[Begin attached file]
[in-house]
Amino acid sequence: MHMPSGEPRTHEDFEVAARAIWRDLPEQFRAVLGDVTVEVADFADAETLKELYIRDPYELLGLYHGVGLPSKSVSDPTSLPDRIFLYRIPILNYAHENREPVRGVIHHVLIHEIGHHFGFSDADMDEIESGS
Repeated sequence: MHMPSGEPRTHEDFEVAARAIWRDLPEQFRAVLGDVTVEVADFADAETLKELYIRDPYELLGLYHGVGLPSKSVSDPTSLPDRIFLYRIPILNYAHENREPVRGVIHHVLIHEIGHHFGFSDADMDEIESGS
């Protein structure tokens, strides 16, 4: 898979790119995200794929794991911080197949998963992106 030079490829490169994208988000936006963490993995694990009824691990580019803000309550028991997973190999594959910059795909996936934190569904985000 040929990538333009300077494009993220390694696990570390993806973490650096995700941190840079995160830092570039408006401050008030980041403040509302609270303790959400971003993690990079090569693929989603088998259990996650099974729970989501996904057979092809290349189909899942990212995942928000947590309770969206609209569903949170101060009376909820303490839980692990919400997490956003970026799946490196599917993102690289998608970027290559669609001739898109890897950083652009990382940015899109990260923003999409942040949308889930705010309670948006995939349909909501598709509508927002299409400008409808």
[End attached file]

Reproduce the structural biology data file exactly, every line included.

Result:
[in-house]
Amino acid sequence: MHMPSGEPRTHEDFEVAARAIWRDLPEQFRAVLGDVTVEVADFADAETLKELYIRDPYELLGLYHGVGLPSKSVSDPTSLPDRIFLYRIPILNYAHENREPVRGVIHHVLIHEIGHHFGFSDADMDEIESGS
Repeated sequence: MHMPSGEPRTHEDFEVAARAIWRDLPEQFRAVLGDVTVEVADFADAETLKELYIRDPYELLGLYHGVGLPSKSVSDPTSLPDRIFLYRIPILNYAHENREPVRGVIHHVLIHEIGHHFGFSDADMDEIESGS
């Protein structure tokens, strides 16, 4: 898979790119995200794929794991911080197949998963992106 030079490829490169994208988000936006963490993995694990009824691990580019803000309550028991997973190999594959910059795909996936934190569904985000 040929990538333009300077494009993220390694696990570390993806973490650096995700941190840079995160830092570039408006401050008030980041403040509302609270303790959400971003993690990079090569693929989603088998259990996650099974729970989501996904057979092809290349189909899942990212995942928000947590309770969206609209569903949170101060009376909820303490839980692990919400997490956003970026799946490196599917993102690289998608970027290559669609001739898109890897950083652009990382940015899109990260923003999409942040949308889930705010309670948006995939349909909501598709509508927002299409400008409808």